NEW YORK (AP) -- U.S. stocks are mixed Tuesday as consumer-focused companies like Netflix and Amazon climb while household goods makers including Johnson & Johnson and Procter & Gamble sink following disappointing quarterly reports. Bond yields are down after rising to three-year highs in the last few days. That's helping high-dividend companies like utilities.
KEEPING SCORE: The Standard & Poor's 500 index added 5 points, or 0.2 percent, to 2,838 as of noon Eastern time. The Dow Jones industrial average fell 86 points to 26.205. The 30-stock index was pulled lower by losses from Johnson & Johnson, Goldman Sachs and Procter & Gamble as well as Boeing. The Nasdaq composite jumped 41 points, or 0.6 percent, to 7,494. The Russell 2000 index of smaller-company stocks was unchanged at 1,605.
Most stocks listed on the New York Stock Exchange were trading higher.
EVERYBODY'S WATCHING: Netflix said it picked up 8.3 million subscribers in the fourth quarter, a much stronger result than the company and analysts had expected. That came even though Netflix raised the price of its most popular plan in the U.S. The streaming video company's stock soared $24.57, or 10.8 percent, to $252.15.
TARIFFS: U.S. solar power companies rose after President Donald Trump approved tariffs on imported solar-energy components in a step intended to help U.S. manufacturers. The tariffs start at 30 percent and they're aimed at cheaper imports places like South Korea and China, which called the measures an abuse of trade remedies.
Vivint Solar added 23 cents, or 6.3 percent, to $3.78 and First Solar added 34 cents to $69.30. JinkoSolar Holdings sank $1.48, or 6.3 percent, to $21.89 and Canadian Solar declined 27 cents, or 1.7 percent, to $15.50.
The administration also placed a tariff of 50 percent on large washing machines and some components. Whirlpool climbed $4.25, or 2.6 percent, to $170.90.
CONSUMER GOODS: Johnson & Johnson lost more than $10 billion in the latest quarter as it took a big charge related to the recent U.S. tax overhaul. And Wall Street was concerned the health care giant also reported sharply higher spending on production, marketing, administration and research, offsetting a big jump in sales. Its stock shed $3.75 or 2.5 percent, to $144.39.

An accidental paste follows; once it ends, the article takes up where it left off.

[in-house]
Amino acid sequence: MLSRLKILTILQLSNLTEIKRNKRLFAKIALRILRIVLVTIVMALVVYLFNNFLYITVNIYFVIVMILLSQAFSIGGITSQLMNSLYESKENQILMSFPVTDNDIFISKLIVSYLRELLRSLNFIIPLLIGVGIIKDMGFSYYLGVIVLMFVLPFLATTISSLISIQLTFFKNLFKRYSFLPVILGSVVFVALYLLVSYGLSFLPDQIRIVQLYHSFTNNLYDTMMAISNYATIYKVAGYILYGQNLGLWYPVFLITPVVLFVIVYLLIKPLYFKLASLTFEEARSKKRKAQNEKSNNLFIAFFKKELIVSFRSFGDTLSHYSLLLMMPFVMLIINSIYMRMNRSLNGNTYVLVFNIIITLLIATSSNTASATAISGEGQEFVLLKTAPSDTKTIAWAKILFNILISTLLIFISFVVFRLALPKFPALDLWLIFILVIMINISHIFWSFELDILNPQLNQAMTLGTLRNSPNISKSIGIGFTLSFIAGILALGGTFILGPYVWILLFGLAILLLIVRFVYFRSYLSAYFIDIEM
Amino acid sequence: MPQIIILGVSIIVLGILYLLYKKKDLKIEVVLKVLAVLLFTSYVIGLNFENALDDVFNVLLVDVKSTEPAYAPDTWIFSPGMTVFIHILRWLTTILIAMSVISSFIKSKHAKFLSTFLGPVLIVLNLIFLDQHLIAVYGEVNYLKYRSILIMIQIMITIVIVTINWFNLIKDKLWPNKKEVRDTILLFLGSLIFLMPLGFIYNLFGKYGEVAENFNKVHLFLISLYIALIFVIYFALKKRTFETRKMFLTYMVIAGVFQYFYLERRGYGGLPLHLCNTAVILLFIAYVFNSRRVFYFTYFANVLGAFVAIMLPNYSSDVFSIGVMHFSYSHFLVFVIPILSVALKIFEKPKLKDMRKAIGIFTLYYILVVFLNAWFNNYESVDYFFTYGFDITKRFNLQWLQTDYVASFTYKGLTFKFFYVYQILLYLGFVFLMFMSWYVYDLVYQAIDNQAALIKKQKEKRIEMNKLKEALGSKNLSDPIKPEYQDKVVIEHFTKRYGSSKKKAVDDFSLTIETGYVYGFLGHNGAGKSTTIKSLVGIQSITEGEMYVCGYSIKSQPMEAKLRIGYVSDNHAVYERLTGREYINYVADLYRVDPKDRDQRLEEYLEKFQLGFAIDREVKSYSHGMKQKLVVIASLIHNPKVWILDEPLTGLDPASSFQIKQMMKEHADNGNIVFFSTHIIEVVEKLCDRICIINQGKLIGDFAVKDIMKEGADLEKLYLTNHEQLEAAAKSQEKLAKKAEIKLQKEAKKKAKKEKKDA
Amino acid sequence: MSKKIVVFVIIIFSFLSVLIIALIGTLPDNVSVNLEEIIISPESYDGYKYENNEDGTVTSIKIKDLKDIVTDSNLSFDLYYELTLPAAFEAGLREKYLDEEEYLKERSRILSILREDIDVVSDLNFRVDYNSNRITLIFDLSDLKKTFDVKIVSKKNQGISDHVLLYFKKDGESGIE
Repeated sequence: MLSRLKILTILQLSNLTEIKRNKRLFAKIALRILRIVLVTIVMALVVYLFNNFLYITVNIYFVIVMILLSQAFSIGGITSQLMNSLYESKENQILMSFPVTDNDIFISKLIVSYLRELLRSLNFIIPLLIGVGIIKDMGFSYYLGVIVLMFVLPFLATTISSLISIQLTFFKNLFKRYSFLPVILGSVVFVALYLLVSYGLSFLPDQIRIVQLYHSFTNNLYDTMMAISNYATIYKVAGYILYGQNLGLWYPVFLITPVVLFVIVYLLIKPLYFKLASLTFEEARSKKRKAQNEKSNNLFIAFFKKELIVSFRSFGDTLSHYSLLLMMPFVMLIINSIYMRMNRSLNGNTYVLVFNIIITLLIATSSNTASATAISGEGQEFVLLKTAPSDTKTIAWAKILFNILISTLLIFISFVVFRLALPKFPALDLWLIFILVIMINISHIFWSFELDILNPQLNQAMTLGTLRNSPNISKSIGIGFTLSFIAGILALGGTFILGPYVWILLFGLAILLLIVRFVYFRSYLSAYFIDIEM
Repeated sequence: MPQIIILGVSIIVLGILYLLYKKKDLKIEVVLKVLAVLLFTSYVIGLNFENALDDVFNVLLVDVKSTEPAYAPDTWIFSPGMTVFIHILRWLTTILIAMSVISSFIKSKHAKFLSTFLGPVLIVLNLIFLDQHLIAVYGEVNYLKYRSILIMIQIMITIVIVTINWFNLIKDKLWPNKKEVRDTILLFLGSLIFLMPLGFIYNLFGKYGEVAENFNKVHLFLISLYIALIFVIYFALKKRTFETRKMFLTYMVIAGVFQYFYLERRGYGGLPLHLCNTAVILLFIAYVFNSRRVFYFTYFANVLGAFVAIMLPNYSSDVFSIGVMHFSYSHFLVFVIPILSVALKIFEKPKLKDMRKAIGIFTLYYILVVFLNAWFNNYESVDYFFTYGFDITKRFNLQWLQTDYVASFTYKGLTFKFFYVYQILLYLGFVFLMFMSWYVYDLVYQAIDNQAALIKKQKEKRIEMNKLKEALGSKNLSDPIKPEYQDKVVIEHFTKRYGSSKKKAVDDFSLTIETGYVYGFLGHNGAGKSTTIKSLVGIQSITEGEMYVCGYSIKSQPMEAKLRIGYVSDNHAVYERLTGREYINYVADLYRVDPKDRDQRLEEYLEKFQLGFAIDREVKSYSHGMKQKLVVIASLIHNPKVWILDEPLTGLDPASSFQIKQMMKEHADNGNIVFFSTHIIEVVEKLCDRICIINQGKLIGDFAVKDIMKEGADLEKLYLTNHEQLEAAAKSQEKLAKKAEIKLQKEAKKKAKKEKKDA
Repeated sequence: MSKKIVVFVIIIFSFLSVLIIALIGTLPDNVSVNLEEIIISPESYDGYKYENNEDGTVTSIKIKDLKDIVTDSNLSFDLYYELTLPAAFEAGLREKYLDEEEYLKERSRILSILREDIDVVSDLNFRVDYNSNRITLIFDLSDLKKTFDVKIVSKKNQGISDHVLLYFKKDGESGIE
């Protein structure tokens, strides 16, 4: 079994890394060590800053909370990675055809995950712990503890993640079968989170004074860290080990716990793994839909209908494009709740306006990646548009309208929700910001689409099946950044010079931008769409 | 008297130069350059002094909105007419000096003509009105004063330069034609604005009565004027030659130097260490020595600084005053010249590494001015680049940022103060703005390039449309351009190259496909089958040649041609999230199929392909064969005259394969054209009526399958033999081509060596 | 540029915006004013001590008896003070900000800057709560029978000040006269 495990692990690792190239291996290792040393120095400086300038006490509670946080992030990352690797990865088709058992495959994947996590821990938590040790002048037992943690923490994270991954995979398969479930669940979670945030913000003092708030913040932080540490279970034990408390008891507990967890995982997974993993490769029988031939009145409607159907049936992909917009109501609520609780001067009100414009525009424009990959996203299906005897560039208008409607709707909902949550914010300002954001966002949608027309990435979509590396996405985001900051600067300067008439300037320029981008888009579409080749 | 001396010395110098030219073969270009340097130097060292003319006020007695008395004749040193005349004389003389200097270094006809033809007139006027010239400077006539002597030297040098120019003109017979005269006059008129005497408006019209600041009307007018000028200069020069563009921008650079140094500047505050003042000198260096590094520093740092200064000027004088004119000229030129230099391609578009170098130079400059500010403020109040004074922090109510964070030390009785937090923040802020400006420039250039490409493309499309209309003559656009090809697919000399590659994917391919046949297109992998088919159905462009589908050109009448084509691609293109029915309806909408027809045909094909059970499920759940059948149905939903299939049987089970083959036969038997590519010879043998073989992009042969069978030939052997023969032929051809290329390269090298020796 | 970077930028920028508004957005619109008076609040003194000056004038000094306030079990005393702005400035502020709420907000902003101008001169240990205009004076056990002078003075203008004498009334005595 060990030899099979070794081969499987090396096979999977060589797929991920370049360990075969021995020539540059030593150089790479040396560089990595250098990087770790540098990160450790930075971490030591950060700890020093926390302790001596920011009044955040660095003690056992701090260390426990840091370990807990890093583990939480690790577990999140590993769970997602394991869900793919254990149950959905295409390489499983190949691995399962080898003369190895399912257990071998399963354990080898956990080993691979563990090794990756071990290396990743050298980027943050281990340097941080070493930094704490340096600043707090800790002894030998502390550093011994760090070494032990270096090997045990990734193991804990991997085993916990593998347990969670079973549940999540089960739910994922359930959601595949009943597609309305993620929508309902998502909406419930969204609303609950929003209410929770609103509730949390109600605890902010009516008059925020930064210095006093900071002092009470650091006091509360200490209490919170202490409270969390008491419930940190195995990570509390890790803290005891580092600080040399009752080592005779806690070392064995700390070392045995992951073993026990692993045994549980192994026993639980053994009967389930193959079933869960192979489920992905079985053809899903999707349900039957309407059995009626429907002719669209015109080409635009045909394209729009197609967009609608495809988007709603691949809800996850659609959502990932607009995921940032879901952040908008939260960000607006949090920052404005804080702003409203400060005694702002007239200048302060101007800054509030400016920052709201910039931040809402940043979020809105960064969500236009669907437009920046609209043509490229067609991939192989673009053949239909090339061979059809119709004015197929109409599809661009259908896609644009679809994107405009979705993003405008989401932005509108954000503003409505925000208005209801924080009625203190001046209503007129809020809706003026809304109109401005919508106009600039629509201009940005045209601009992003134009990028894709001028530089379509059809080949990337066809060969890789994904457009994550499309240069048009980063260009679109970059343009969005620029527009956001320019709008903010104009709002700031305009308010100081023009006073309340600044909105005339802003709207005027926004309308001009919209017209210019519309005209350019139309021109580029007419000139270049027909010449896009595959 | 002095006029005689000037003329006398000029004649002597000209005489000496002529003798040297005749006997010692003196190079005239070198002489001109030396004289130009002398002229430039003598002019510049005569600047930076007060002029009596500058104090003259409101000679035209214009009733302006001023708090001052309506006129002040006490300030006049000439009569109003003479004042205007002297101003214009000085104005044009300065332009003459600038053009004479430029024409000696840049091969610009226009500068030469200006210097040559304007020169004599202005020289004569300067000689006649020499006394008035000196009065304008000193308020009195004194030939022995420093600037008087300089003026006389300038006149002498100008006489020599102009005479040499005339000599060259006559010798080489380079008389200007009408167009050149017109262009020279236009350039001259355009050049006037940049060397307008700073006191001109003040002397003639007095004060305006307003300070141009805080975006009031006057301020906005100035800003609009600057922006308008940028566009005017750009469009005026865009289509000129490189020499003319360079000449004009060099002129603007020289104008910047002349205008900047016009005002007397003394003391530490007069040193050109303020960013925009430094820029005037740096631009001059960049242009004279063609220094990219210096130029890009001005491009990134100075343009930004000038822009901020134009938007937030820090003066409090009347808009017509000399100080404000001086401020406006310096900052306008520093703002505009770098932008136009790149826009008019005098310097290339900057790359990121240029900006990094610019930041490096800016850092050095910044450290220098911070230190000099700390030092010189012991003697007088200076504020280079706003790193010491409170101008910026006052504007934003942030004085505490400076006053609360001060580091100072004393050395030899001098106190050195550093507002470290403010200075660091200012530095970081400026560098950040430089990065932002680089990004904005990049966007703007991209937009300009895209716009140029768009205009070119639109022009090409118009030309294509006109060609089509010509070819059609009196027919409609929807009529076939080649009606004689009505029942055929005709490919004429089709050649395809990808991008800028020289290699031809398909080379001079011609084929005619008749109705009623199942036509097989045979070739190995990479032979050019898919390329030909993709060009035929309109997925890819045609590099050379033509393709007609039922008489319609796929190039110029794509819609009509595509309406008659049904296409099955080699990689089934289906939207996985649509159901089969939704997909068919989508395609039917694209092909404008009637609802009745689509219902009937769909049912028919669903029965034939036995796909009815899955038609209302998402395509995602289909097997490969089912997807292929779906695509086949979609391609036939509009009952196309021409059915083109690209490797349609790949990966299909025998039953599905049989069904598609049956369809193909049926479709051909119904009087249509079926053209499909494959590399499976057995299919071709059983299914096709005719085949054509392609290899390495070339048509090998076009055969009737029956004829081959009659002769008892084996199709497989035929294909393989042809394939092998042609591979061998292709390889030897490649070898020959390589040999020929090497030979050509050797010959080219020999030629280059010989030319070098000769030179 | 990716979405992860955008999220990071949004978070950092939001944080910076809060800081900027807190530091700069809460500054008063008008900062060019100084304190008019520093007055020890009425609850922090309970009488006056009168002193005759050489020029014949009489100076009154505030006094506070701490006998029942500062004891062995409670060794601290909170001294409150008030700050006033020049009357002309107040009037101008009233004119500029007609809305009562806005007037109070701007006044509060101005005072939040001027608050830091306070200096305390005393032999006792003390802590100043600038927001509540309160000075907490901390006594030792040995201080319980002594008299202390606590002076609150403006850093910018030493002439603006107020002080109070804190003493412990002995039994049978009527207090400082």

Tide detergent maker Procter & Gamble lost $2.68, or 2.9 percent, to $89.21. The company reported a bigger profit and better sales than Wall Street expected, but analysts said its profit margins were weak.
Rival Kimberly-Clark moved higher after it said it will cut 5,000 to 5,500 jobs, or 12 percent to 13 percent of its staff. The maker of Huggies diapers and Kleenex tissue will also end or sell some low-margin businesses and said it wants to reduce costs. It will also close or sell about 10 manufacturing facilities and expand production elsewhere. Its stock added 34 cents to $117.25.
BONDS: Bond prices turned higher. The yield on the 10-year Treasury note fell to 2.62 percent from 2.66 percent. For the last few days, the 10-year yield has been at its highest level since September 2014.
ENERGY: Benchmark U.S. crude rose 87 cents, or 1.4 percent, to $64.44 a barrel in New York. Brent crude, used to price international oils, added 89 cents, or 1.3 percent, to $69.92 a barrel in London.
CURRENCIES: The dollar slid to 110.36 yen from 110.99 yen. The euro edged up to $1.2283 from $1.2258.
GLOBAL GROWTH: The International Monetary Fund estimated that the world economy expanded at a 3.7 percent annual pace last year, the fastest since 2011, and said it believes growth will accelerate to 3.9 percent in 2018-19. The IMF noted surprisingly strong growth in Europe and Asia and predicted that U.S. tax cuts will give the American economy a short-term boost.
Germany's DAX climbed 0.7 percent and the British FTSE 100 rose 0.3 percent. France's CAC 40 fell 0.2 percent.
Bank of Japan policymakers did not make any changes to the central bank's monetary stimulus even though growth in Asia's second-biggest economy has ticked higher. They will continue making massive asset purchases and using negative interest policy to spur inflation. Japan's benchmark Nikkei 225 index jumped 1.3 percent and South Korea's Kospi advanced 1.4 percent. Hong Kong's Hang Seng rose 1.7 percent.